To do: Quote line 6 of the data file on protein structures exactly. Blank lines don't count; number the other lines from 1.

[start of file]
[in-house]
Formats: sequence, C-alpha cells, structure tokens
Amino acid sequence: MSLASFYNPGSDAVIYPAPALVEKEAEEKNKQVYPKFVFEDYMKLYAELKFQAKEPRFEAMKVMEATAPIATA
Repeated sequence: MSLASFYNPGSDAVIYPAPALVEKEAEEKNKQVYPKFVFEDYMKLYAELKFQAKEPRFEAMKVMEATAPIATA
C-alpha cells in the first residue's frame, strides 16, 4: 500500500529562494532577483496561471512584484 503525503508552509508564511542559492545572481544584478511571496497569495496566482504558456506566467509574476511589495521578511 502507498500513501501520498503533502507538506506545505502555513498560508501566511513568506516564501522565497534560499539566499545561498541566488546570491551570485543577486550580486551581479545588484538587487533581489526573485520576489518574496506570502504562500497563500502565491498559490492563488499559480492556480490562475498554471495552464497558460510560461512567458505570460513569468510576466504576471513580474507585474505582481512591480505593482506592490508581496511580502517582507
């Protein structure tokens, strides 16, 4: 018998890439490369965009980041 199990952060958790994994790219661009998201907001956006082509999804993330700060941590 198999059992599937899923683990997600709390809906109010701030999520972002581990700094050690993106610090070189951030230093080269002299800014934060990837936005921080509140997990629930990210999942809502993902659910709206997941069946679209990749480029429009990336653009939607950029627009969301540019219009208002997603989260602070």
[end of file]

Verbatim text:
């Protein structure tokens, strides 16, 4: 018998890439490369965009980041 199990952060958790994994790219661009998201907001956006082509999804993330700060941590 198999059992599937899923683990997600709390809906109010701030999520972002581990700094050690993106610090070189951030230093080269002299800014934060990837936005921080509140997990629930990210999942809502993902659910709206997941069946679209990749480029429009990336653009939607950029627009969301540019219009208002997603989260602070």